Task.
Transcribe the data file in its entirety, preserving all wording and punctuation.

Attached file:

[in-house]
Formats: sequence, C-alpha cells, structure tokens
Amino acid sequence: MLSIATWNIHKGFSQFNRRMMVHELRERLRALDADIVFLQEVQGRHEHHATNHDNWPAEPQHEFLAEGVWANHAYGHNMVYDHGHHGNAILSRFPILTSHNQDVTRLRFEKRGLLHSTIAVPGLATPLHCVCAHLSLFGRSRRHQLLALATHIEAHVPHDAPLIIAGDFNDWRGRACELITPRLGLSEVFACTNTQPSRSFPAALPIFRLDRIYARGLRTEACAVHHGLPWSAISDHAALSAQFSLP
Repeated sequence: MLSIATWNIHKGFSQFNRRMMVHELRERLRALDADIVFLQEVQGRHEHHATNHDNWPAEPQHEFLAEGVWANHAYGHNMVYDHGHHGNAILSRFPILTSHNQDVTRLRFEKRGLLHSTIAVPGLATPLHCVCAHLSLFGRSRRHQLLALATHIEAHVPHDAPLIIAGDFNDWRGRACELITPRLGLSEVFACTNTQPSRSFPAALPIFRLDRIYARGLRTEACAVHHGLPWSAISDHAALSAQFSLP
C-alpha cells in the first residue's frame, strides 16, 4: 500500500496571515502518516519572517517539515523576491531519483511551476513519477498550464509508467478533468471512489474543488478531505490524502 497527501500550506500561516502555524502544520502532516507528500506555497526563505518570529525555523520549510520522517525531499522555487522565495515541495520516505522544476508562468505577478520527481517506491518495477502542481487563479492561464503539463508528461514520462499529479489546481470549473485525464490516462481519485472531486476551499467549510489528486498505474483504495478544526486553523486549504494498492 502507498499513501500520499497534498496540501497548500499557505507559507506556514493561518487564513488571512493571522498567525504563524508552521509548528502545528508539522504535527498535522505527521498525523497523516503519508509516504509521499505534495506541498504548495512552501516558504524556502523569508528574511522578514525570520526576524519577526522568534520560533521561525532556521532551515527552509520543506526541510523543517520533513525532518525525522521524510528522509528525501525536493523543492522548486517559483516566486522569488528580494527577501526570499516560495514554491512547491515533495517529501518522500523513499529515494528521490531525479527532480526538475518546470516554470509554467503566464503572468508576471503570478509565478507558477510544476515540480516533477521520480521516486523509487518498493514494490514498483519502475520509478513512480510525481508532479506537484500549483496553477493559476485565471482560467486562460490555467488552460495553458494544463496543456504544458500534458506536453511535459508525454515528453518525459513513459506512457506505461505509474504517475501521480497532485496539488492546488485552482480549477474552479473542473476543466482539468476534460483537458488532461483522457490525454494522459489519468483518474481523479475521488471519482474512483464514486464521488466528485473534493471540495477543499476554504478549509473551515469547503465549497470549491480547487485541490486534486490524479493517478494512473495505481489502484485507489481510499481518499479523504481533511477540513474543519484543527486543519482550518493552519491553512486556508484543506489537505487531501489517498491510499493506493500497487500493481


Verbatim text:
[in-house]
Formats: sequence, C-alpha cells, structure tokens
Amino acid sequence: MLSIATWNIHKGFSQFNRRMMVHELRERLRALDADIVFLQEVQGRHEHHATNHDNWPAEPQHEFLAEGVWANHAYGHNMVYDHGHHGNAILSRFPILTSHNQDVTRLRFEKRGLLHSTIAVPGLATPLHCVCAHLSLFGRSRRHQLLALATHIEAHVPHDAPLIIAGDFNDWRGRACELITPRLGLSEVFACTNTQPSRSFPAALPIFRLDRIYARGLRTEACAVHHGLPWSAISDHAALSAQFSLP
Repeated sequence: MLSIATWNIHKGFSQFNRRMMVHELRERLRALDADIVFLQEVQGRHEHHATNHDNWPAEPQHEFLAEGVWANHAYGHNMVYDHGHHGNAILSRFPILTSHNQDVTRLRFEKRGLLHSTIAVPGLATPLHCVCAHLSLFGRSRRHQLLALATHIEAHVPHDAPLIIAGDFNDWRGRACELITPRLGLSEVFACTNTQPSRSFPAALPIFRLDRIYARGLRTEACAVHHGLPWSAISDHAALSAQFSLP
C-alpha cells in the first residue's frame, strides 16, 4: 500500500496571515502518516519572517517539515523576491531519483511551476513519477498550464509508467478533468471512489474543488478531505490524502 497527501500550506500561516502555524502544520502532516507528500506555497526563505518570529525555523520549510520522517525531499522555487522565495515541495520516505522544476508562468505577478520527481517506491518495477502542481487563479492561464503539463508528461514520462499529479489546481470549473485525464490516462481519485472531486476551499467549510489528486498505474483504495478544526486553523486549504494498492 502507498499513501500520499497534498496540501497548500499557505507559507506556514493561518487564513488571512493571522498567525504563524508552521509548528502545528508539522504535527498535522505527521498525523497523516503519508509516504509521499505534495506541498504548495512552501516558504524556502523569508528574511522578514525570520526576524519577526522568534520560533521561525532556521532551515527552509520543506526541510523543517520533513525532518525525522521524510528522509528525501525536493523543492522548486517559483516566486522569488528580494527577501526570499516560495514554491512547491515533495517529501518522500523513499529515494528521490531525479527532480526538475518546470516554470509554467503566464503572468508576471503570478509565478507558477510544476515540480516533477521520480521516486523509487518498493514494490514498483519502475520509478513512480510525481508532479506537484500549483496553477493559476485565471482560467486562460490555467488552460495553458494544463496543456504544458500534458506536453511535459508525454515528453518525459513513459506512457506505461505509474504517475501521480497532485496539488492546488485552482480549477474552479473542473476543466482539468476534460483537458488532461483522457490525454494522459489519468483518474481523479475521488471519482474512483464514486464521488466528485473534493471540495477543499476554504478549509473551515469547503465549497470549491480547487485541490486534486490524479493517478494512473495505481489502484485507489481510499481518499479523504481533511477540513474543519484543527486543519482550518493552519491553512486556508484543506489537505487531501489517498491510499493506493500497487500493481